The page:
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Stephen Fishbach - (12th voted out)

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Stephen Fishbach

survivor31_cast_1080x810_stephenfishbach

 

Name: Stephen Fishbach

Season 18

Survivor: Tocantins

Current Age: 36

Hometown: New York, NY

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Cannot wait for next week and the forming of a third tribe.  This can only help my guy Fishback.  Hope he makes the most of it.

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I think the 3 tribe change will be very interesting

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Analysis of Stephen Fishbach (original Bayon Tribe).

Following Episode 1: From scenes in which he appeared, Stephen Fishbach appears to be in trouble. He did not seem to find his place within his tribe, and the perception of him as a schemer might prevent anyone from working with him. I am not sure how he will manage his way out of that dilemma. A swap/split/merge that spares his head from the chopping block and allows him to exploit fractures on the other tribe might be his only way to last a while in the game.

Following Episode 2: Even if Stephen Fishbach benefits from a shakeup (which appears to be coming based upon scenes from the next episode), he is not long in this game for the same reasons why Shirin was eliminated. What this episode clearly demonstrated is that the "Old School" players are capable of playing a "New School" game, and they do not want to play with people who only want to play a scheming game without social gentility. Fishbach sealed his fate on his current tribe by showing lack of awareness for Jeremy's personal feelings in favor of tagging him as a fellow schemer looking for the hidden immunity idol. Like Shirin, this is a leopard that cannot change its spots, and any new tribemates will probably observe this in him as well.

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I have to disagree with your comparison of Stephen to Shirin.  Shirin's faux pas was acting like a mean girl and feeling too secure in her tribe.  Stephen is pretty much the opposite of that.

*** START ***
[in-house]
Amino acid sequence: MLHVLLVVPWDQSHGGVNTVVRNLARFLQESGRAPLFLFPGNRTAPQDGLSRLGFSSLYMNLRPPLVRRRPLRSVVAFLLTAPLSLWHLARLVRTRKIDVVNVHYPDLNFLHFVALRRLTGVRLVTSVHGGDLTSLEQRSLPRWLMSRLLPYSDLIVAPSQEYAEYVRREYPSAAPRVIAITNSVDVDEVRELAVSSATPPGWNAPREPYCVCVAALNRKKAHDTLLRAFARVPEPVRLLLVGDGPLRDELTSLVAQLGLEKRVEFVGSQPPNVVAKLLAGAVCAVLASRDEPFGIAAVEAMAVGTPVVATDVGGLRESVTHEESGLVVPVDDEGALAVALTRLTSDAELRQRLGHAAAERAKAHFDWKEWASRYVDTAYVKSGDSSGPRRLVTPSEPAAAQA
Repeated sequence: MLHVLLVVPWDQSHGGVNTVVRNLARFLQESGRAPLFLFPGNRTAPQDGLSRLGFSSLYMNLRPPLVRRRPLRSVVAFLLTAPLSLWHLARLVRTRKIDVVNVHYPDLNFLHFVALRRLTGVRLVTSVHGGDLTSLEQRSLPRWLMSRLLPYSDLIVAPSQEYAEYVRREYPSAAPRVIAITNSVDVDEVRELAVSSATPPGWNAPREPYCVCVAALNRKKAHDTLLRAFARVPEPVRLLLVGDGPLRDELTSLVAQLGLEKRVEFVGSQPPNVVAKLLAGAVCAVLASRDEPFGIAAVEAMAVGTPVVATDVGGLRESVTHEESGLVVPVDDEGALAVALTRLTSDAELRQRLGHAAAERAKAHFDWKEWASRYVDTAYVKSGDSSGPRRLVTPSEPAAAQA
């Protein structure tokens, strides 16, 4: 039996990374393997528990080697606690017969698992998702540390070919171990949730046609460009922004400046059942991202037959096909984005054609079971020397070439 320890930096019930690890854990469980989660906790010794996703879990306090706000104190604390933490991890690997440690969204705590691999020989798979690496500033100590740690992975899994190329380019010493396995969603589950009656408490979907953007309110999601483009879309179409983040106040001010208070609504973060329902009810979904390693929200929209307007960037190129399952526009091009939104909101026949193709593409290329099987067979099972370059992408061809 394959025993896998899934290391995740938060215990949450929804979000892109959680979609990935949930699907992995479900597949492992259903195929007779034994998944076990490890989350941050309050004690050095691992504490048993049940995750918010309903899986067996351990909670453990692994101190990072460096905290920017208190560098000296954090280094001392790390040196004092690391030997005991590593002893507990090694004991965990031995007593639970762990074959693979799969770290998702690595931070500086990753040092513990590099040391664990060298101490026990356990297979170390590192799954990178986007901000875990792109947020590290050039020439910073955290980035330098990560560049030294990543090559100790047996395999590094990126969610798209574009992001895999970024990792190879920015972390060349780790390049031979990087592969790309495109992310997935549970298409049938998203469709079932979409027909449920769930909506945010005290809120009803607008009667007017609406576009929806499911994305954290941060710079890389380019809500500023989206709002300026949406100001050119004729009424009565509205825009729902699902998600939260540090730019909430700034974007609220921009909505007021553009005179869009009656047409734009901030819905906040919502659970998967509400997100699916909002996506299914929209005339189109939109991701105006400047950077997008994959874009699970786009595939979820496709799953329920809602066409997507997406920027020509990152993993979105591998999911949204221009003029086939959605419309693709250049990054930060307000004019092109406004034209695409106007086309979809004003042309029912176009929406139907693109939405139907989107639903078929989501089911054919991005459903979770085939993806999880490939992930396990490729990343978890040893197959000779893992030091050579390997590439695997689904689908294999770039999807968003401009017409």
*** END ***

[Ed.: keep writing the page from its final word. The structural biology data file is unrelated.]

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he seems a bit socially awkward and that might be misread by his tribe mates - no real feeling about him one way or the other, but if he doesn't start making connections with his tribe soon, he will be gone -

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This guy is so socially awkward and he really doesn't help his case. I think he relates to Spencer most in that they really are clueless when it comes to connecting with other people. At least Spencer is trying now, but even watching him in action tonight, was rough.

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He is just weird

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Analysis of Stephen Fishbach (Bayon Tribe, original Bayon)

Following Episode 3: Like Spencer, Fishbach received a reprieve from being at the bottom, as the original Bayon members in his new tribe will use his allegiance to protect themselves rather than vote him out as I imagine they had designs on doing. Nonetheless, Fishbach has already proven to be untrustworthy and compassionless, and it is really just a matter of whether he will be voted out of a minority alliance or kept all the way to the final tribal council where he would once again receive no votes.